01:45:00 <klys> the usb stack is fairly intricate itself, from views of wireshark, etc.
02:05:00 <Mutabah> There's a recentish forum thread about EHCI. It's a mess
02:06:00 <Mutabah> Mostly with how it handles USB1 devices, but the controller layout is also a little odd
02:07:00 <klys> the ehci controller is probably the most standardized
02:13:00 <klys> I can see something here about interrupts not working
02:16:00 <klys> said "the mouse shuts off" because it isn't "truly a high speed device."
02:18:00 <klys> so he switched to writing an xhci driver and "found the...ehci controller" on a higher interrupt
02:26:00 <klys> I guess if you were making circuits the trick would be having multiple serial ports available to assign enumerated devices to
02:27:00 <klys> I'm also fairly interested in usb-otg, though still don't know much there yet.
02:29:00 <klys> this was cursorily interesting,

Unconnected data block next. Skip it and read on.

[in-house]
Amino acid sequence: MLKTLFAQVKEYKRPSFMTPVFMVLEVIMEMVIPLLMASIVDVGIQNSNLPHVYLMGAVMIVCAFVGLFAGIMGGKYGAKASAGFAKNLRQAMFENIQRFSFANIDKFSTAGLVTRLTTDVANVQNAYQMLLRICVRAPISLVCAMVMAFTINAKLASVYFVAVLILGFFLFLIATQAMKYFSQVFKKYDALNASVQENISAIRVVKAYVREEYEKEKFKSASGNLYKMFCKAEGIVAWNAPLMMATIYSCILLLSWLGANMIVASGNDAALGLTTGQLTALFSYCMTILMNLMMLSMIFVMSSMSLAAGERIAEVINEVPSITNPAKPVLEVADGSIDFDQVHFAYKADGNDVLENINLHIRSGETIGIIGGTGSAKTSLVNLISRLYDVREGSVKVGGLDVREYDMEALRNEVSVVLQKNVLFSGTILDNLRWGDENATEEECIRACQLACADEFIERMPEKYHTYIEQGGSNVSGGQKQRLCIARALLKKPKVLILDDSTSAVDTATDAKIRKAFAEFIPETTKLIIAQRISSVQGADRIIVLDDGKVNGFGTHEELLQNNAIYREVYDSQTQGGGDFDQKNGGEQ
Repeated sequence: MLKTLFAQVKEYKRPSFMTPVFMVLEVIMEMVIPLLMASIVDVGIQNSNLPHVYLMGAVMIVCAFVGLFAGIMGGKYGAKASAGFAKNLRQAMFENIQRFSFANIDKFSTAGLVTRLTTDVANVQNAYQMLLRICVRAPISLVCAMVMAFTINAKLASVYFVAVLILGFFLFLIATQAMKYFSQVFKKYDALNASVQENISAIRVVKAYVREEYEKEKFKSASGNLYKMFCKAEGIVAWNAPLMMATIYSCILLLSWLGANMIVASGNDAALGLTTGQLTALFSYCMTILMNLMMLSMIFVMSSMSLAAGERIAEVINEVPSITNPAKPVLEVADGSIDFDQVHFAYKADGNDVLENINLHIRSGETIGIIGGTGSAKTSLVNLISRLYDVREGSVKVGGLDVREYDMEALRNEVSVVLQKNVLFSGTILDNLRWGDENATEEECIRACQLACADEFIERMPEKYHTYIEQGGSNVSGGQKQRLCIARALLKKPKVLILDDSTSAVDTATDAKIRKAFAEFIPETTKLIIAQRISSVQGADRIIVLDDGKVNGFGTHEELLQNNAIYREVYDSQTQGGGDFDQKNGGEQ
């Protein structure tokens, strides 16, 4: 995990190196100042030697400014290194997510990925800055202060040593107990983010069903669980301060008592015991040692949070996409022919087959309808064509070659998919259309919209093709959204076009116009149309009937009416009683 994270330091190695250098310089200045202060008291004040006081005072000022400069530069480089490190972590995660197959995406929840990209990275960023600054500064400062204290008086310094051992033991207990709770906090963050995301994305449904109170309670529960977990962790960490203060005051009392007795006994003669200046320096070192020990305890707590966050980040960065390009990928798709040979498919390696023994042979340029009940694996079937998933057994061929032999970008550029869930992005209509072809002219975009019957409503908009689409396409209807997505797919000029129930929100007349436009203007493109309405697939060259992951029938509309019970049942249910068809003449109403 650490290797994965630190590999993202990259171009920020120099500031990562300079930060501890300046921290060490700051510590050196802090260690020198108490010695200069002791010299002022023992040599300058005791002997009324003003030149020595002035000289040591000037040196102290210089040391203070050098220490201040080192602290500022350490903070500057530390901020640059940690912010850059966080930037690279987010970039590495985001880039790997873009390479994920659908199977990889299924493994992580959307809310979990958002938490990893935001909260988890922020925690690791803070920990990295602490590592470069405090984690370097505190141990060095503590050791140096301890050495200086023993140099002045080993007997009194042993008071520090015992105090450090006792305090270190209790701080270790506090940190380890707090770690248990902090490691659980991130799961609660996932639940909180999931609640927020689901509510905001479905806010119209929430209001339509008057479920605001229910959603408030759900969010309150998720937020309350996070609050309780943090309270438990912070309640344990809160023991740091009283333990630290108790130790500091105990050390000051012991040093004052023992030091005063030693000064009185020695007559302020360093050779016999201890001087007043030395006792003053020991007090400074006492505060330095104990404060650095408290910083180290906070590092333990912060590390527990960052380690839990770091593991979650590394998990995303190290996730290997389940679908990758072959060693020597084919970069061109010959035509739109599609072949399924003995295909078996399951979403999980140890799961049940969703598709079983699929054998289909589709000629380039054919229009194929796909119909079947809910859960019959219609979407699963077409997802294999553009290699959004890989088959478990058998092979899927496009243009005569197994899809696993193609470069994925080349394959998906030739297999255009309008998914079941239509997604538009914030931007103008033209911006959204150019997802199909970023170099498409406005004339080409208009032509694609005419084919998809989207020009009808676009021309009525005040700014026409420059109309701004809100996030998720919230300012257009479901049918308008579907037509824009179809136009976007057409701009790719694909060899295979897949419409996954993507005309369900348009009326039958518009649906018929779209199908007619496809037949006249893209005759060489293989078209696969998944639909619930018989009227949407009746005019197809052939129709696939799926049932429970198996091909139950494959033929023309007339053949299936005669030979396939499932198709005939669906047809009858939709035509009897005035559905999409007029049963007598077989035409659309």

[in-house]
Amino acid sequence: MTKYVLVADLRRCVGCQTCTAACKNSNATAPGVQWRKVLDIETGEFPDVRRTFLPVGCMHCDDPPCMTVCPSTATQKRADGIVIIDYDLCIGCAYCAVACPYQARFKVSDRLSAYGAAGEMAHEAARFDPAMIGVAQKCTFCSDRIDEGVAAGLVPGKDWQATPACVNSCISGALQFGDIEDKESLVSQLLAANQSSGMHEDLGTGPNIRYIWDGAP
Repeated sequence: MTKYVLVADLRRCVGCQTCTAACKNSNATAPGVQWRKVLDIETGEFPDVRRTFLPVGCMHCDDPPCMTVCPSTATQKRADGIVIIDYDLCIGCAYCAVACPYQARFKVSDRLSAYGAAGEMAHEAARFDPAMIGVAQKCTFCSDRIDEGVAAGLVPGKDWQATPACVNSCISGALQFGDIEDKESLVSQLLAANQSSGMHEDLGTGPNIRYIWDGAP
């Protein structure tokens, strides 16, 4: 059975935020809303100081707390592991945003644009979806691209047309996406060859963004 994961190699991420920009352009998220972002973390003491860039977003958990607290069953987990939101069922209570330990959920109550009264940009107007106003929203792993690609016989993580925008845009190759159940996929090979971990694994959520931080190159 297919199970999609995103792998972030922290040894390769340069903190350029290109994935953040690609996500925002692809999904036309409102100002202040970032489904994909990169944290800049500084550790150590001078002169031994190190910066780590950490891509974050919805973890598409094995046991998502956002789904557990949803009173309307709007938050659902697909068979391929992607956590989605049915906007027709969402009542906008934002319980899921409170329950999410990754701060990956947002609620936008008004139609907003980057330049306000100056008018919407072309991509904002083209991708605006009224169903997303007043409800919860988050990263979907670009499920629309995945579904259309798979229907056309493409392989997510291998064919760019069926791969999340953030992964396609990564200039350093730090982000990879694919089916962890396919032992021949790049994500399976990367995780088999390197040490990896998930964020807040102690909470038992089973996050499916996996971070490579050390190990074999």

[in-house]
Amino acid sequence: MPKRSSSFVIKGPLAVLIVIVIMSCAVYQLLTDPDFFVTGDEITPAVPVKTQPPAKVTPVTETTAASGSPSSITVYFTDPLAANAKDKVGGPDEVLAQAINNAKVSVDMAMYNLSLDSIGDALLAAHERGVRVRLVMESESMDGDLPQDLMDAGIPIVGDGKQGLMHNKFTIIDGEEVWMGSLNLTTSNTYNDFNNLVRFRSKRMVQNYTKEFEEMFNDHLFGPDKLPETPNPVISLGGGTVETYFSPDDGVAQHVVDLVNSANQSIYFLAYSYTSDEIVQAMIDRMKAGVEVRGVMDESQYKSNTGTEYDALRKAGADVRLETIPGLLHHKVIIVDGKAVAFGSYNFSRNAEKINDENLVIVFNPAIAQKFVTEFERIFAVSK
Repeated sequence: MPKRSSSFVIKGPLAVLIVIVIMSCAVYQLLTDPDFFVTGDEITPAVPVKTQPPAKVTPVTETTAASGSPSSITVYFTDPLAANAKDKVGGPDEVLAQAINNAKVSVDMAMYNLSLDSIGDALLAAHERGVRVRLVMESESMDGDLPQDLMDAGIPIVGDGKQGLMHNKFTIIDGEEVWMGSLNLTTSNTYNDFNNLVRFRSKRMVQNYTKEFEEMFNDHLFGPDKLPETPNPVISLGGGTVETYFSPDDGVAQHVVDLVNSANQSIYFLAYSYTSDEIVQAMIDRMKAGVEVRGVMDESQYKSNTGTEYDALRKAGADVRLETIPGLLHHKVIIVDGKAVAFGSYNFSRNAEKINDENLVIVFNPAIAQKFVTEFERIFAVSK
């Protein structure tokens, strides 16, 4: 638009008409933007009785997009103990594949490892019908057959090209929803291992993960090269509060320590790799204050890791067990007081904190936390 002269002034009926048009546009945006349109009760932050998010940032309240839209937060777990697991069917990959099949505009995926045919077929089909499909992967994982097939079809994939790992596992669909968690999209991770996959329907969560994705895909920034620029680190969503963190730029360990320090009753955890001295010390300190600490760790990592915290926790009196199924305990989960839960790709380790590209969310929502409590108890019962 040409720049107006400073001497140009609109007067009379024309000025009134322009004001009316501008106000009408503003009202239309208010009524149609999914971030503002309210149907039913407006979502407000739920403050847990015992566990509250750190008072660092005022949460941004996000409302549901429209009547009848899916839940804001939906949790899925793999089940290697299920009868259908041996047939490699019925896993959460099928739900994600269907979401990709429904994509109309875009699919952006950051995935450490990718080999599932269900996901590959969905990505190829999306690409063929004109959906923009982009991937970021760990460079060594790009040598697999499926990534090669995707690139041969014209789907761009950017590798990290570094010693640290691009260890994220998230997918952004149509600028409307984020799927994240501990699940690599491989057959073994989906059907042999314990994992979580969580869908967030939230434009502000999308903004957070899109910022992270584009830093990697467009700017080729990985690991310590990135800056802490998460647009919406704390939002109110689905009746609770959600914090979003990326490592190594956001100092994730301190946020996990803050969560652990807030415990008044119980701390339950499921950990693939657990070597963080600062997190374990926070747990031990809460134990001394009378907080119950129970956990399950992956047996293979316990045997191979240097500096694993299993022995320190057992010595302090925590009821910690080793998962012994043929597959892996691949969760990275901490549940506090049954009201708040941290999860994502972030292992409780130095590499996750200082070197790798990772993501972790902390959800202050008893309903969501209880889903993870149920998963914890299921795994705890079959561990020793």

02:29:00 <bslsk05> ​ USB On-The-Go - Wikipedia
02:32:00 <klys> > "The new OTG protocols cannot pass through a standard USB hub since they are based on electrical signaling via a dedicated wire."
02:40:00 <zid> over the gounter
04:02:00 <kingoffrance> "which reminds me I busted a port on my older usb 3.0 hub by plugging the input into the output" klys is on my ignore, thats him in a nutshell lol
04:41:00 <sonny> Isn't the `hlt` code redundant in this UEFI 'hello world'? <>
04:41:00 <bslsk05> ​ View paste LJ6Q
04:43:00 <moon-child> sonny: it lets you do nothing faster
04:44:00 <moon-child> (or, rather, slower)
04:44:00 <moon-child> (depending on how you look at it)
04:44:00 <moon-child> it saves power
04:44:00 <sonny> ok
04:44:00 <kingoffrance> looks like it doesnt want it to return/exit
04:44:00 <sonny> for(;;) won't exit